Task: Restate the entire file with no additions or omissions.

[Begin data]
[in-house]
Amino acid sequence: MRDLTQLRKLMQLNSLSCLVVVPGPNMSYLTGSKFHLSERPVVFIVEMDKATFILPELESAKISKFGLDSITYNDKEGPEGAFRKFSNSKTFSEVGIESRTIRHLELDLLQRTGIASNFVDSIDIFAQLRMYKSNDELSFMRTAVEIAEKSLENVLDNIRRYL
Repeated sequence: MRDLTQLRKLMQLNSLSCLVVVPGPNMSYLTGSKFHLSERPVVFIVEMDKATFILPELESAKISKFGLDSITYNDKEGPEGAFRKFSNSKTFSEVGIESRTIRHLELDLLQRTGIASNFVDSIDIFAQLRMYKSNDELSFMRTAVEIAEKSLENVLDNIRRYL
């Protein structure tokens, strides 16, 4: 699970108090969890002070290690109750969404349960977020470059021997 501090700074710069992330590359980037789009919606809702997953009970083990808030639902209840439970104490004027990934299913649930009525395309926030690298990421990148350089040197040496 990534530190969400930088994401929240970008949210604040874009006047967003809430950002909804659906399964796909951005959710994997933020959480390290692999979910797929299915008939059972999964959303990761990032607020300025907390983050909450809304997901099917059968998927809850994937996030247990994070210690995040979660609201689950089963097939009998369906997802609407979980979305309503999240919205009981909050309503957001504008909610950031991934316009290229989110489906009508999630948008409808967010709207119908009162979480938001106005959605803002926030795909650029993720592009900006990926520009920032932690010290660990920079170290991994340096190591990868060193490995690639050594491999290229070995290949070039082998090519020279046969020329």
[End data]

[in-house]
Amino acid sequence: MRDLTQLRKLMQLNSLSCLVVVPGPNMSYLTGSKFHLSERPVVFIVEMDKATFILPELESAKISKFGLDSITYNDKEGPEGAFRKFSNSKTFSEVGIESRTIRHLELDLLQRTGIASNFVDSIDIFAQLRMYKSNDELSFMRTAVEIAEKSLENVLDNIRRYL
Repeated sequence: MRDLTQLRKLMQLNSLSCLVVVPGPNMSYLTGSKFHLSERPVVFIVEMDKATFILPELESAKISKFGLDSITYNDKEGPEGAFRKFSNSKTFSEVGIESRTIRHLELDLLQRTGIASNFVDSIDIFAQLRMYKSNDELSFMRTAVEIAEKSLENVLDNIRRYL
């Protein structure tokens, strides 16, 4: 699970108090969890002070290690109750969404349960977020470059021997 501090700074710069992330590359980037789009919606809702997953009970083990808030639902209840439970104490004027990934299913649930009525395309926030690298990421990148350089040197040496 990534530190969400930088994401929240970008949210604040874009006047967003809430950002909804659906399964796909951005959710994997933020959480390290692999979910797929299915008939059972999964959303990761990032607020300025907390983050909450809304997901099917059968998927809850994937996030247990994070210690995040979660609201689950089963097939009998369906997802609407979980979305309503999240919205009981909050309503957001504008909610950031991934316009290229989110489906009508999630948008409808967010709207119908009162979480938001106005959605803002926030795909650029993720592009900006990926520009920032932690010290660990920079170290991994340096190591990868060193490995690639050594491999290229070995290949070039082998090519020279046969020329």